Board-level action on employee well-being and mental health “inadequate” finds ICSA poll

Fewer than half of those organisations polled by ICSA: The Governance Institute and governance recruitment specialist The Core Partnership have considered employee well-being and mental health at Board level. Just 45% of Boards have considered these issues, 34% haven’t done so at all and the remaining 21% of respondents were unsure if their Board had or not. Furthermore, when questioned as to whether or not their organisation does enough to support employees’ mental well-being, fewer than half (49%) of the respondents said ‘Yes’ and just under a third (31%) said ‘No’.

Those respondents who feel that their organisations do enough to support employee well-being gave a number of examples. One respondent said: ‘There is currently a well-being awareness drive in the company and the new office refurbishment has been done with employee well-being, breakout spaces, quiet areas and social areas, etc in mind.’ Another stated: ‘We have a proactive approach to mental health and well-being, and particularly so stress at work.’ Further, another respondent explained: ‘We have mental health First Aiders as well as medical support Helplines and services available to employees. There’s also line manager training on this issue and the business encourages employees to publicly talk about their experiences.’

Of those Boards that are engaged with employee well-being and mental health, at least one Board has discussed the impact that increased pressure and change at work has on mental well-being and has begun discussing what more could be done to alleviate this matter in a sustained way. Another ‘is involved and understanding the issues affecting employees and how this can have a negative effect on business.’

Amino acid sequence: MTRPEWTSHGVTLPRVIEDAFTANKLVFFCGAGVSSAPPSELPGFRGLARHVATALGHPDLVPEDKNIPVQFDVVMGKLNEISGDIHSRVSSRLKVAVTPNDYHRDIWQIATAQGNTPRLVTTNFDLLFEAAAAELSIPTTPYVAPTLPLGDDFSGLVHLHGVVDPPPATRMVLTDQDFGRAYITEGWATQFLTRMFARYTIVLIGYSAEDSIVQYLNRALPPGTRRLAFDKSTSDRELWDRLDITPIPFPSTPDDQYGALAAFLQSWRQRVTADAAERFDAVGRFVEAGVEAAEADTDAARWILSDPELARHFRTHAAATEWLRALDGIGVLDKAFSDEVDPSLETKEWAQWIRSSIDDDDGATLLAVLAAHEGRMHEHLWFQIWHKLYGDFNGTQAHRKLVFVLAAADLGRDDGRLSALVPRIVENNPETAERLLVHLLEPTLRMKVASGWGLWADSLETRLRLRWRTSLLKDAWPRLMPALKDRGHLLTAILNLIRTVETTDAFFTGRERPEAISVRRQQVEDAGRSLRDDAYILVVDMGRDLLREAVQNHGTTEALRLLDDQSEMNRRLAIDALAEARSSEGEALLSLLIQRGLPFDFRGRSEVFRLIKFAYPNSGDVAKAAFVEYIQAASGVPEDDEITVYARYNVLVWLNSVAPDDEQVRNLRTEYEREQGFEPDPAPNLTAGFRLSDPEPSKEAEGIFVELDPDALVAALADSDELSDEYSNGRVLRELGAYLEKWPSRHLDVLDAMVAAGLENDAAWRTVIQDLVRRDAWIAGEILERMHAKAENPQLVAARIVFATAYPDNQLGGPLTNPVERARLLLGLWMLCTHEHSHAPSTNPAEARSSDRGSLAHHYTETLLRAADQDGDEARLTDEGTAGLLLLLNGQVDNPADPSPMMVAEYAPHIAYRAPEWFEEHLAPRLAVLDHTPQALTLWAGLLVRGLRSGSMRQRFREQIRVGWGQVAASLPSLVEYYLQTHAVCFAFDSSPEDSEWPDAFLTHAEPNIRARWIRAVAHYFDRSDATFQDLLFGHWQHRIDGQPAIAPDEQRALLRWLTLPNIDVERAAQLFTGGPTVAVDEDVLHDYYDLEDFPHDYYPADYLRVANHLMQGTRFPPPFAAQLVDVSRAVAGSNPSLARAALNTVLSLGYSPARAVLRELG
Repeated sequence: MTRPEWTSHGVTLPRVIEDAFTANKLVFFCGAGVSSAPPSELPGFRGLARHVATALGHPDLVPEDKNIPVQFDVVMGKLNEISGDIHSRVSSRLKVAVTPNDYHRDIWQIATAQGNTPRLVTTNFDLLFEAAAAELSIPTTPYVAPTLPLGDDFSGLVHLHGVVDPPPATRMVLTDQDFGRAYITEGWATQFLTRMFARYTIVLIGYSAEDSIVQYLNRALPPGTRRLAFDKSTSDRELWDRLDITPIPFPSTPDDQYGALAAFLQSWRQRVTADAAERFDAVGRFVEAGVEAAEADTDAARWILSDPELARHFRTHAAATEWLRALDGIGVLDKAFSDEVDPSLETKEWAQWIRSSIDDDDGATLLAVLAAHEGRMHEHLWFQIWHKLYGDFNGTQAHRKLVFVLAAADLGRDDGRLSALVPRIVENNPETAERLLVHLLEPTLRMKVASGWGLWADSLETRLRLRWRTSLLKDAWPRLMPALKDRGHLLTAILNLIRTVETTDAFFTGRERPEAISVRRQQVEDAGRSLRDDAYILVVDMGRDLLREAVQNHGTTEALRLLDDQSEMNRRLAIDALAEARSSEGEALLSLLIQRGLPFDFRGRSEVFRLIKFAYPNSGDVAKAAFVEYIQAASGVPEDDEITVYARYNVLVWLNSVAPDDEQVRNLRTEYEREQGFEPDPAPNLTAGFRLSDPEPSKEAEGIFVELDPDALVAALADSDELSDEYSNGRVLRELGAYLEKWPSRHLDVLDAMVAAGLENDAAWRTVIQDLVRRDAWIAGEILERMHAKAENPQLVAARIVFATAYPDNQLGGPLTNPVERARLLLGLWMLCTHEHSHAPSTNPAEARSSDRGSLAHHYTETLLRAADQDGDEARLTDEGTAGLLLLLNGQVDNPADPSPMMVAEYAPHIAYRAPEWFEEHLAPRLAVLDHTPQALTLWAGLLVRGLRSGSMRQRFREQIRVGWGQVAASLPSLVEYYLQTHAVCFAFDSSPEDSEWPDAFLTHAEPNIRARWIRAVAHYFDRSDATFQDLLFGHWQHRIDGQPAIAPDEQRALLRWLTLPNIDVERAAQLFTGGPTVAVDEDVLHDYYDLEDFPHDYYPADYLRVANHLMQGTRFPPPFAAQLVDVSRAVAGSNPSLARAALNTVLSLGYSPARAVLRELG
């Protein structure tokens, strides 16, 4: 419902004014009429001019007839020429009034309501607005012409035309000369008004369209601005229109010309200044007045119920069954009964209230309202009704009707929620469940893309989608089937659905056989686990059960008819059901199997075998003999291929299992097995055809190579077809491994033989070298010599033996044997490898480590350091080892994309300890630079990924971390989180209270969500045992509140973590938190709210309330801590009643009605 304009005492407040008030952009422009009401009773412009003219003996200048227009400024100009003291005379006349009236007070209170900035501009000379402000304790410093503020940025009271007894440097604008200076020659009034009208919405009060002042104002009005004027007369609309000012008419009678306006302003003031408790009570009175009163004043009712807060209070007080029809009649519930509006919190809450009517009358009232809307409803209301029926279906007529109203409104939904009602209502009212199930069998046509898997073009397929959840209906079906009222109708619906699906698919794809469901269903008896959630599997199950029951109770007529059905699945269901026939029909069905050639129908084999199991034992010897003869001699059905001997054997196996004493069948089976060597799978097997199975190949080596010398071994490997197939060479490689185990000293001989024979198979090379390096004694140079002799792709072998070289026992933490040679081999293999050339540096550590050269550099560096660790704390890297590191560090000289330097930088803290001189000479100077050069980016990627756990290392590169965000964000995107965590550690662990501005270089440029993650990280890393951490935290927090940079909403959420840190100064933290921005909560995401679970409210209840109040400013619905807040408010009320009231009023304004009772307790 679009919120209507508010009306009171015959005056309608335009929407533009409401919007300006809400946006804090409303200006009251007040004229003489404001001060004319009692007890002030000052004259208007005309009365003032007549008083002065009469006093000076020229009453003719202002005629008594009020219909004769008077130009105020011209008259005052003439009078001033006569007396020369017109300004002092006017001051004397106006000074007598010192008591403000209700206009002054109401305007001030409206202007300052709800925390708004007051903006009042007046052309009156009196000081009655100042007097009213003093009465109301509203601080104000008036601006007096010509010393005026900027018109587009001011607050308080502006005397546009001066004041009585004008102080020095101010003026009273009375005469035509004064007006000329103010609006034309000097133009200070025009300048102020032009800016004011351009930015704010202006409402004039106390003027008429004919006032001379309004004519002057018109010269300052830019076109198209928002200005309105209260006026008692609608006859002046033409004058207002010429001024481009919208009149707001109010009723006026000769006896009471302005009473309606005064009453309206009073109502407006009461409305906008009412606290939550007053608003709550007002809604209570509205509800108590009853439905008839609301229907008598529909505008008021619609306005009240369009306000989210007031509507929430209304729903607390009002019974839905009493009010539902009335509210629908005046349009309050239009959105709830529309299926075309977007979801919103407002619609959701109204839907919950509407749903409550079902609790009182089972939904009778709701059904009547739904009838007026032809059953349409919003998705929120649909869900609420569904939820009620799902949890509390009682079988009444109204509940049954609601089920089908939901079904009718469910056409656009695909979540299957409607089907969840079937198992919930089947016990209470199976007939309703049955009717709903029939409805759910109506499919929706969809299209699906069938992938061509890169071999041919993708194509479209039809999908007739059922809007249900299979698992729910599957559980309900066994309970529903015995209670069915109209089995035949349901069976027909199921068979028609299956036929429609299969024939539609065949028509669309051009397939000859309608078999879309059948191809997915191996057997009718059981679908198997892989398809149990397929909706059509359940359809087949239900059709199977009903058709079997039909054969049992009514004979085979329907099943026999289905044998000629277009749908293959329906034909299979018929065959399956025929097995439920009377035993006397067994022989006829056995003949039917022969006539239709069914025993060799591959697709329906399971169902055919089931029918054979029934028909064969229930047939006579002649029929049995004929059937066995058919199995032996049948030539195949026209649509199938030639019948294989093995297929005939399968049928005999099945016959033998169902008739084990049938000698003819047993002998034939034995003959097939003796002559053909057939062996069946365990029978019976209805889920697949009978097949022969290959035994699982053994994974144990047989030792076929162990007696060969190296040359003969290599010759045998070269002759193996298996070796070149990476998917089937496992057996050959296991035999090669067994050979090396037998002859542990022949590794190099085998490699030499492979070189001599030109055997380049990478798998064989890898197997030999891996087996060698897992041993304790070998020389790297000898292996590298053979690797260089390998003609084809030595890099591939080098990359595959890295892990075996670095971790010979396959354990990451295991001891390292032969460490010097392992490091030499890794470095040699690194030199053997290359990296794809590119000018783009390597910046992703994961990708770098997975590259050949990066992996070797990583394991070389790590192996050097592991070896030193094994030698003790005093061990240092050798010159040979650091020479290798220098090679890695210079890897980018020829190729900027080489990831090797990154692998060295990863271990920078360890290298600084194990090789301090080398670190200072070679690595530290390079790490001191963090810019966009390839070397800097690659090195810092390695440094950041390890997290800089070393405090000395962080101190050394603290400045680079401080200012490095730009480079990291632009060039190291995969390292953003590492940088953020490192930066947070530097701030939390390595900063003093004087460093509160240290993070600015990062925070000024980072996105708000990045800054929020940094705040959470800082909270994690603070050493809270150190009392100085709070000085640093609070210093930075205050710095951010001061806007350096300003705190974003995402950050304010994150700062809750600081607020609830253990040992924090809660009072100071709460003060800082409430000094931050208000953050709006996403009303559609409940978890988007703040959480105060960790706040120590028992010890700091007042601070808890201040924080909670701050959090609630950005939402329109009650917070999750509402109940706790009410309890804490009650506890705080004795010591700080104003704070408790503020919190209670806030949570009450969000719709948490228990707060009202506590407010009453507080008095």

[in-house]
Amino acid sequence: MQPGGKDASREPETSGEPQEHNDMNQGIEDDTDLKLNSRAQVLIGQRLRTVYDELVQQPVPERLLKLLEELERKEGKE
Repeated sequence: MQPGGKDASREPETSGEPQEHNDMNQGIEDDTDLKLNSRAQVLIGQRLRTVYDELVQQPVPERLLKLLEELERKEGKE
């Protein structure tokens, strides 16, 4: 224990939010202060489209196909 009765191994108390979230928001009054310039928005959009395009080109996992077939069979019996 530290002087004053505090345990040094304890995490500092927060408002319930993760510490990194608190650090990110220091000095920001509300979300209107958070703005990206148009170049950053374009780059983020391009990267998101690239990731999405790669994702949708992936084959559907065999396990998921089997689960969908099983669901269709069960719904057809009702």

Overall, the majority of respondents feel that their organisations could do more, with one stating: ‘As someone who has experienced mental health issues in the past, I’m not sure that the provision organisations do make is either as appropriate or as accessible as they think it is.’ Another went further and said: ‘Organisations put a lot pressure on employees in order to achieve their bosses’ bonus objectives. Much stress emanates from this. Organisations should truly commit to stopping senior executives pouring daily pressure on members of staff.’

Some respondents raised specific issues, including the following:

Working practices: ‘The right noises are made, including championing at ExCo level, but the structures in place and the aggressive drive to achieve more with fewer resources (under the guise of “smarter ways of working”) do not support employees’ wellness in practice.’

Resources: ‘We did start to support the Time to Change movement, but then resources became tighter and no-one had the time or resource to continue the work. It didn’t have buy in at a senior level, so sadly everything lapsed.’

Culture: ‘As a company with a devolved structure, we do not offer the level of support and care I have witnessed in other businesses. With a rather ‘macho’ culture, any sign of illness, physical or mental, is considered to be weak.’